karma

[kahr-muh]
noun
1.
Hinduism, Buddhism. action, seen as bringing upon oneself inevitable results, good or bad, either in this life or in a reincarnation: in Hinduism one of the means of reaching Brahman. Compare bhakti ( def 1 ), jnana.
2.
Theosophy. the cosmic principle according to which each person is rewarded or punished in one incarnation according to that person's deeds in the previous incarnation.
3.
fate; destiny. predestination, predetermination, lot, kismet.
4.
the good or bad emanations felt to be generated by someone or something: Lets get out of here. This place has bad karma.

Origin:
1820–30; < Sanskrit: nominative, accusative singular of karman act, deed

karmic, adjective
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World English Dictionary
karma (ˈkɑːmə)
 
n
1.  Hinduism, Buddhism the principle of retributive justice determining a person's state of life and the state of his reincarnations as the effect of his past deeds
2.  theosophy the doctrine of inevitable consequence
3.  destiny or fate
 
[C19: from Sanskrit: action, effect, from karoti he does]
 
'karmic
 
adj

Collins English Dictionary - Complete & Unabridged 10th Edition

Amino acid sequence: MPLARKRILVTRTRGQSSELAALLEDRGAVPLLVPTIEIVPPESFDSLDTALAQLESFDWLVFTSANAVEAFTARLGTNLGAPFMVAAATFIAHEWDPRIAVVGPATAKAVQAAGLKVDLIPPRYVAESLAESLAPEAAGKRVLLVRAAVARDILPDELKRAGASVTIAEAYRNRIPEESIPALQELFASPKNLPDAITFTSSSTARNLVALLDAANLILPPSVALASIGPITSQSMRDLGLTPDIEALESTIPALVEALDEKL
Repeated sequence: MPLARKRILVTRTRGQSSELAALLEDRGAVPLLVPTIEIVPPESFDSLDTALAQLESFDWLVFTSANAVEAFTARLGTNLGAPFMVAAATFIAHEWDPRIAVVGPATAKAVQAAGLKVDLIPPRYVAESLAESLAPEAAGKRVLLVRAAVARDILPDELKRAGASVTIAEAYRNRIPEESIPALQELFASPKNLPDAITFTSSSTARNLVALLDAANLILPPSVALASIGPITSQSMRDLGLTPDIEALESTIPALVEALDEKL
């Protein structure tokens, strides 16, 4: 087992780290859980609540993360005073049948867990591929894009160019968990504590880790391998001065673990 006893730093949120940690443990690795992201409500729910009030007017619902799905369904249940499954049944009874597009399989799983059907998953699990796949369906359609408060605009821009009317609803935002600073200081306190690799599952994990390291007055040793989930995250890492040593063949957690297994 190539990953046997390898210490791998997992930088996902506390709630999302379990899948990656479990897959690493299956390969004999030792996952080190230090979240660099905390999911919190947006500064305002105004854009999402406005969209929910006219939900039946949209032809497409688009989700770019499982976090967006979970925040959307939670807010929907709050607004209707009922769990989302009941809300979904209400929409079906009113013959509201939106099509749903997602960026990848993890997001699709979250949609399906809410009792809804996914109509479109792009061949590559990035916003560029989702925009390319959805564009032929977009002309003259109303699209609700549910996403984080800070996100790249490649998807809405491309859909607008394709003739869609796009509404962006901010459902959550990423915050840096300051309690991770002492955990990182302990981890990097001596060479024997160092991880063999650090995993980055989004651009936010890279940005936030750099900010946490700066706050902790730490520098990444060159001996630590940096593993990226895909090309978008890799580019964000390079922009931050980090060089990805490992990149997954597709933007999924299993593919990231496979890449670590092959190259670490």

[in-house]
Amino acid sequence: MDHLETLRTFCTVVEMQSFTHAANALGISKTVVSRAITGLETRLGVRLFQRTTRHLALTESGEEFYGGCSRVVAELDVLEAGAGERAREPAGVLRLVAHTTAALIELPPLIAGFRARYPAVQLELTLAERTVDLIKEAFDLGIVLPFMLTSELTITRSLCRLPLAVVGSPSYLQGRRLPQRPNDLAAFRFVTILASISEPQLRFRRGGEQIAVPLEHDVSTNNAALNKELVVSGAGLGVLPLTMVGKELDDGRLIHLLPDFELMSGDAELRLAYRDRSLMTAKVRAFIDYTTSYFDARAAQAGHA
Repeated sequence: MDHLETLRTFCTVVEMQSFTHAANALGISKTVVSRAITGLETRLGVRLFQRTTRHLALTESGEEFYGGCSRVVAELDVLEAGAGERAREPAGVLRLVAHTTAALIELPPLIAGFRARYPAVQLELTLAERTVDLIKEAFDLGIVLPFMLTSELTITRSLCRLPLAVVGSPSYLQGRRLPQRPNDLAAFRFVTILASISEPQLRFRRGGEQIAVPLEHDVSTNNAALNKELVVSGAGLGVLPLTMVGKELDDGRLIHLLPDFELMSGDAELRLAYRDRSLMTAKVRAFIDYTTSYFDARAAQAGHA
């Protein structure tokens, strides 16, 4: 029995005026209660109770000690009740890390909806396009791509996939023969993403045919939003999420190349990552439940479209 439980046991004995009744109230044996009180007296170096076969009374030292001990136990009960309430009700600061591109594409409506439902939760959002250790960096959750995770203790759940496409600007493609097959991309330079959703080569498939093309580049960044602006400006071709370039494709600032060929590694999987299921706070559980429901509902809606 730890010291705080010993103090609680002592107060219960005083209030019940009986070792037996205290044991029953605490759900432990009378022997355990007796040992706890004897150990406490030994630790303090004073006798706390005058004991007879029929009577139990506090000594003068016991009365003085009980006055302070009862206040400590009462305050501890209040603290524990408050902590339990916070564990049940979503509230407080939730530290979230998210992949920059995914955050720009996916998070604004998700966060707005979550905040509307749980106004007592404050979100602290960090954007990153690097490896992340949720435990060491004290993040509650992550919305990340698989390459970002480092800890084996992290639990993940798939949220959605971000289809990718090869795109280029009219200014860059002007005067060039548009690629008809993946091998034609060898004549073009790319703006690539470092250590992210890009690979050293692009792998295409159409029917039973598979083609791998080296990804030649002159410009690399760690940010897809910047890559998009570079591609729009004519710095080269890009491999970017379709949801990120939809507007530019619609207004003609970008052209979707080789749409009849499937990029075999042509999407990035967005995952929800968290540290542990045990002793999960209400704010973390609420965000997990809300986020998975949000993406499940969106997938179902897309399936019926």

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Etymonline
Word Origin & History

karma
1827, in Buddhism, the sum of a person's actions in one life, which determine his form in the next; from Skt. karman- "action, fate," related to krnoti, Avestan kerenaoiti "makes," O.Pers. kunautiy "he makes;" from PIE base *kwer- "to make, form," related to the second element in Sanskrit.
Online Etymology Dictionary, © 2010 Douglas Harper
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Example sentences
They say we create, through effort or karma, our own futures.
Now he is an example of how karma can come back around.
Perhaps it was destiny, karma or divine intervention at work.
This is based on the "law of karma" the cycling back of energy to its
  source.
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